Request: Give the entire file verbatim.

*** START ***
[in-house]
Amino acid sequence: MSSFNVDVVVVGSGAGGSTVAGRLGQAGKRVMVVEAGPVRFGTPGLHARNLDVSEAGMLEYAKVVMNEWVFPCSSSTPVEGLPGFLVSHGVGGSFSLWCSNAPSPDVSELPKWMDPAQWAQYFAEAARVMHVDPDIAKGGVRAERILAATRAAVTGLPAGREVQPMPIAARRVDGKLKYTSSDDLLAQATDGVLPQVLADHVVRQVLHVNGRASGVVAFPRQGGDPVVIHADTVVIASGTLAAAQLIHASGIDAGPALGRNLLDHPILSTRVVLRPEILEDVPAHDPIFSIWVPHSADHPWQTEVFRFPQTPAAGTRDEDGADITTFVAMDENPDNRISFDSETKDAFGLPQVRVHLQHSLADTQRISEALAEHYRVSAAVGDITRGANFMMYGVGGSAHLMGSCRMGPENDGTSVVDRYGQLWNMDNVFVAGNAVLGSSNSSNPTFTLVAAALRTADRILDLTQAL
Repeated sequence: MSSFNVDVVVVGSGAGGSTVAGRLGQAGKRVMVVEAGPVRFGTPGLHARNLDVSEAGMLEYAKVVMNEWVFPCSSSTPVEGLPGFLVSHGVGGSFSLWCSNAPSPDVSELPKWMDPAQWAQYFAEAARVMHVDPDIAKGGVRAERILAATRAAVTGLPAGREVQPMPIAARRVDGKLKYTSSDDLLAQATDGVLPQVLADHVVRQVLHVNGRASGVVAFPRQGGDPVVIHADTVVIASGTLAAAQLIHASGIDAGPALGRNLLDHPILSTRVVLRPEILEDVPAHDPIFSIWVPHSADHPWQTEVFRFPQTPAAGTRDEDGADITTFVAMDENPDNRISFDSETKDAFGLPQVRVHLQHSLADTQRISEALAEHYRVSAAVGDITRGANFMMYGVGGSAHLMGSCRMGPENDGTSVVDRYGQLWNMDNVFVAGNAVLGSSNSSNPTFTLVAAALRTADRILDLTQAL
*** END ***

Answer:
[in-house]
Amino acid sequence: MSSFNVDVVVVGSGAGGSTVAGRLGQAGKRVMVVEAGPVRFGTPGLHARNLDVSEAGMLEYAKVVMNEWVFPCSSSTPVEGLPGFLVSHGVGGSFSLWCSNAPSPDVSELPKWMDPAQWAQYFAEAARVMHVDPDIAKGGVRAERILAATRAAVTGLPAGREVQPMPIAARRVDGKLKYTSSDDLLAQATDGVLPQVLADHVVRQVLHVNGRASGVVAFPRQGGDPVVIHADTVVIASGTLAAAQLIHASGIDAGPALGRNLLDHPILSTRVVLRPEILEDVPAHDPIFSIWVPHSADHPWQTEVFRFPQTPAAGTRDEDGADITTFVAMDENPDNRISFDSETKDAFGLPQVRVHLQHSLADTQRISEALAEHYRVSAAVGDITRGANFMMYGVGGSAHLMGSCRMGPENDGTSVVDRYGQLWNMDNVFVAGNAVLGSSNSSNPTFTLVAAALRTADRILDLTQAL
Repeated sequence: MSSFNVDVVVVGSGAGGSTVAGRLGQAGKRVMVVEAGPVRFGTPGLHARNLDVSEAGMLEYAKVVMNEWVFPCSSSTPVEGLPGFLVSHGVGGSFSLWCSNAPSPDVSELPKWMDPAQWAQYFAEAARVMHVDPDIAKGGVRAERILAATRAAVTGLPAGREVQPMPIAARRVDGKLKYTSSDDLLAQATDGVLPQVLADHVVRQVLHVNGRASGVVAFPRQGGDPVVIHADTVVIASGTLAAAQLIHASGIDAGPALGRNLLDHPILSTRVVLRPEILEDVPAHDPIFSIWVPHSADHPWQTEVFRFPQTPAAGTRDEDGADITTFVAMDENPDNRISFDSETKDAFGLPQVRVHLQHSLADTQRISEALAEHYRVSAAVGDITRGANFMMYGVGGSAHLMGSCRMGPENDGTSVVDRYGQLWNMDNVFVAGNAVLGSSNSSNPTFTLVAAALRTADRILDLTQAL